• I think you miss the point if i can say so kindly. blood ties are probably only a fraction of the plethora of reasons why one nation which has broken free of imperialism ought to, no perhaps even has a responsibility to, support another nation vying for similar independence from the same empire. To be honest it is probably the least defensible reason. 1. Ireland was invaded constantly throughout history. Imagine if the situation were reversed and someone from Scotland argued that as Ireland was invaded by Vikings, it wasn’t Celtic enough to warrant support. Strange argument. Do you seriously think that kinship hasn’t caught up with the twenty-first century global economy and culture? Would you make this argument regarding an individual; well, I know Max is trying to free himself from slavery, but his ancestors are Roman and mine are Sicilian, so therefore I can excuse myself from helping him given the opportunity? 2. Arguments along the lines of ethnic or familial kinship historically led to blood feuds. Whether such claims are made positively or negatively to distinguish specifically along blood ties, it’s a dangerous and slippery claim. Besides, we all have access to the science which proves that on the basis of DNA, no human group is much different from any other. 3. Scotland and Ireland do share quite a similar history of culture and brutal oppression. In both countries the native language has been seriously threatened, not to mention the autonomy of the people, the right to adopt and live by cultural customs not imposed by a conquering nation, the right to self-expression, freedom from dishonor and insult, freedom to govern themselves. There is no separation in kinship that threatens or negates this truth, that Scotland is seeking the independence that Ireland has won for itself, and that the conquering of each nation is not much different as far as ethics and the destructive effects of hegemony playing out over centuries and generations is concerned. my opinion is that anyone hiding behind a kinship excuse to withhold solidarity has bought a fallacy as well as fails to see how such an argument continues to control and disempower the proponent of it. In my opinion there are no excuses, at least I believe there ought not be. Feel free to disagree with that, but if there’s an argument against assisting Scotland it will have to be more sound than a kinship or nonkinship claim. I hope Scotland achieves the freedom its people seek and that those who recognize that oppression and imperialism are always oppression and imperialism regardless of their many varied faces and guises, choose to stand behind them.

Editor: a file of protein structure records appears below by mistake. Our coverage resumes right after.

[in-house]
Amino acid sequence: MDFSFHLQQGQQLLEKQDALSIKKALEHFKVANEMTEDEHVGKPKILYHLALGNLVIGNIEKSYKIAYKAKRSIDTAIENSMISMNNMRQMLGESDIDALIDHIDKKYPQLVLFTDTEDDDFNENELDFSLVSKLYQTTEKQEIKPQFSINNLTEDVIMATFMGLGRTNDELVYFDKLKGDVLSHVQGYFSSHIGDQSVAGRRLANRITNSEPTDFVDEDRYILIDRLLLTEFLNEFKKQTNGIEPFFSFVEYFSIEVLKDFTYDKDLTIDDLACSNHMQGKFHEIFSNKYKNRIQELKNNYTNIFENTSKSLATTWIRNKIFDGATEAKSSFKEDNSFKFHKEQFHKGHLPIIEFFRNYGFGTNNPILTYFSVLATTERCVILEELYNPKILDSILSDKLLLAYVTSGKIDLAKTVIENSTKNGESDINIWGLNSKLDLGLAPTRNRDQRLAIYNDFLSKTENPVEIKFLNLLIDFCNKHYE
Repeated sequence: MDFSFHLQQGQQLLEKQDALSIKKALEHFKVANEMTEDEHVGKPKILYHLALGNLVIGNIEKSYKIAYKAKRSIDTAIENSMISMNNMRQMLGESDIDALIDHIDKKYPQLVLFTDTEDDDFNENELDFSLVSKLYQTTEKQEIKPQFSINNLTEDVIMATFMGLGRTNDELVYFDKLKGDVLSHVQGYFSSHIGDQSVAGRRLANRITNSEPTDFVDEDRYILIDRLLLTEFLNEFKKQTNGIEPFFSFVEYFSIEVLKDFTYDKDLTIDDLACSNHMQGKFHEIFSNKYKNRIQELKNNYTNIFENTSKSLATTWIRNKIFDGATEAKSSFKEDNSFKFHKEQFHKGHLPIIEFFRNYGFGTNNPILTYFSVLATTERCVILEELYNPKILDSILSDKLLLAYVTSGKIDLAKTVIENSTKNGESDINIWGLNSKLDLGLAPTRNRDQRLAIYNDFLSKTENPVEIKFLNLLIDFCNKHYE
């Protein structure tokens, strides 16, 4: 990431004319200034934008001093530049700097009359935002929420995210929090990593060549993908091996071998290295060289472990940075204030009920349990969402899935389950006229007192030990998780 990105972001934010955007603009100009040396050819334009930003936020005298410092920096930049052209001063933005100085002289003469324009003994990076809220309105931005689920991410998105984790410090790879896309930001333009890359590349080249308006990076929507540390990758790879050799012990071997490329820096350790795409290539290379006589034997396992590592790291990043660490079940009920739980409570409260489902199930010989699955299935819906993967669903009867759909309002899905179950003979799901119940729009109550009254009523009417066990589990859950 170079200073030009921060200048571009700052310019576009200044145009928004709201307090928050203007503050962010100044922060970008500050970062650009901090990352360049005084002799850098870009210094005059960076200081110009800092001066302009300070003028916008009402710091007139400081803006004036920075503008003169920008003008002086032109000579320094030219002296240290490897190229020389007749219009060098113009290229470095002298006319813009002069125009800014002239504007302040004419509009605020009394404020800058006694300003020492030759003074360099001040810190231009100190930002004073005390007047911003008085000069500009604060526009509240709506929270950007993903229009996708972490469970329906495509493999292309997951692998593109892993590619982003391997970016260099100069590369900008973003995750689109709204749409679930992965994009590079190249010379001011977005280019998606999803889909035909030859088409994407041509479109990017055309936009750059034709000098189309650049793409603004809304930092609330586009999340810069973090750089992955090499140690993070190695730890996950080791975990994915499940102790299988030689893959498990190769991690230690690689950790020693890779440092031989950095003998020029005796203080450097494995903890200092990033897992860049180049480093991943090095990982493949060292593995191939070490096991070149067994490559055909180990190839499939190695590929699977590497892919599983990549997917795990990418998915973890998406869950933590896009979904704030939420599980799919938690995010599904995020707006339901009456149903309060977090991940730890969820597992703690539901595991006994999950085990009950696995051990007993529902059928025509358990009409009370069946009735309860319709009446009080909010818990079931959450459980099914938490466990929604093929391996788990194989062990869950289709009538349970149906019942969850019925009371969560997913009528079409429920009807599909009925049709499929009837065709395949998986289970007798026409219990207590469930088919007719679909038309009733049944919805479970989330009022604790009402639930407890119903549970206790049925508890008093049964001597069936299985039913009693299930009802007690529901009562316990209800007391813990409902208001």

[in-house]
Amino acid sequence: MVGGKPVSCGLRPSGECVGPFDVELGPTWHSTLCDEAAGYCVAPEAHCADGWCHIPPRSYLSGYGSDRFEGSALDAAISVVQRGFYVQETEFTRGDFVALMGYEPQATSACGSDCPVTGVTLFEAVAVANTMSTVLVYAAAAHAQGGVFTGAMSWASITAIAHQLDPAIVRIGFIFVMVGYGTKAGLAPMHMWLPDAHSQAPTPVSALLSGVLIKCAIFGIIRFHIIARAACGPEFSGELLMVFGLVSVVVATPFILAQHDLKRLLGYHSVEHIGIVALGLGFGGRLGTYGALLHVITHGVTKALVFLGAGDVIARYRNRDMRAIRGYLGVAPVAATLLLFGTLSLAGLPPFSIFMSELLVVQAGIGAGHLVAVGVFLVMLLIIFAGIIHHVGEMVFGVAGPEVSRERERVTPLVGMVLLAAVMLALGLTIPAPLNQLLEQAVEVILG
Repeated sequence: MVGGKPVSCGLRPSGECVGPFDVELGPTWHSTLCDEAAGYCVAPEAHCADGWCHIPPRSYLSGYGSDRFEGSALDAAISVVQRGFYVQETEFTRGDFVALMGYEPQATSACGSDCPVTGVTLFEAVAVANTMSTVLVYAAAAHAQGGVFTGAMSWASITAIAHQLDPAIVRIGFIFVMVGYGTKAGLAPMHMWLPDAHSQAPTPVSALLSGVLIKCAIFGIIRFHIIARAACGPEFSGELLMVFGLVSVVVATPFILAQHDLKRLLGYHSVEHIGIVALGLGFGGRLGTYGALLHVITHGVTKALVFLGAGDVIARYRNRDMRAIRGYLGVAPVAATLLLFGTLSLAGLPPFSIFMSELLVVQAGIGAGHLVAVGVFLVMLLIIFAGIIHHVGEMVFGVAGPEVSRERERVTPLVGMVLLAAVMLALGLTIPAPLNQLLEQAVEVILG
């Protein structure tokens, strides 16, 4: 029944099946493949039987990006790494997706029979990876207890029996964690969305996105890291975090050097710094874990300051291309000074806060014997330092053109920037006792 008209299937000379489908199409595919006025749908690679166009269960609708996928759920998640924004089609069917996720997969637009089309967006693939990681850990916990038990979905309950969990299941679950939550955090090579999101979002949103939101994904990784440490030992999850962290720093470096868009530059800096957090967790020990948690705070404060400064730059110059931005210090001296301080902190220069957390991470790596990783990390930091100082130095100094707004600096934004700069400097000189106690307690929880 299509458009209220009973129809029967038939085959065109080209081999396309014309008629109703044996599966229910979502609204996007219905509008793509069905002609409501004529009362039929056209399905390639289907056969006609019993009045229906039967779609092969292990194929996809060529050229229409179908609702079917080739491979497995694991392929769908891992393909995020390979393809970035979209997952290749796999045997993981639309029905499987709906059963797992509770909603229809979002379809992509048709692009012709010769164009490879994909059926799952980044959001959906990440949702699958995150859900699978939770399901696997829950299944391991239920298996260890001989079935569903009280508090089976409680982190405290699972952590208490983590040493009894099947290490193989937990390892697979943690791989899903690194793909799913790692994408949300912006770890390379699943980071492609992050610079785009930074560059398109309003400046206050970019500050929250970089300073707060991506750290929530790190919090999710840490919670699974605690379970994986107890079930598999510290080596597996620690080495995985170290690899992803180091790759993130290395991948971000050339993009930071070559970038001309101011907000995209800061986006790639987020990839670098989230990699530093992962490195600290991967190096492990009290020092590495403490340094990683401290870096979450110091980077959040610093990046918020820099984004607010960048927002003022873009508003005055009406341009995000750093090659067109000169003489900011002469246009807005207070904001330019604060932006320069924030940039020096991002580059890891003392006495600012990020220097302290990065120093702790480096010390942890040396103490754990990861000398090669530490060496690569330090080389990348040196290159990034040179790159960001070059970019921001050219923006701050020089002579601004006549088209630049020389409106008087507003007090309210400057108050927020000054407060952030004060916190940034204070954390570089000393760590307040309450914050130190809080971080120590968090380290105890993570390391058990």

• john cronin

        The Scots spent three hundred years as the most enthusiastic of British imperialists. The idea that they can now re invent themselves as victims is rather foolish.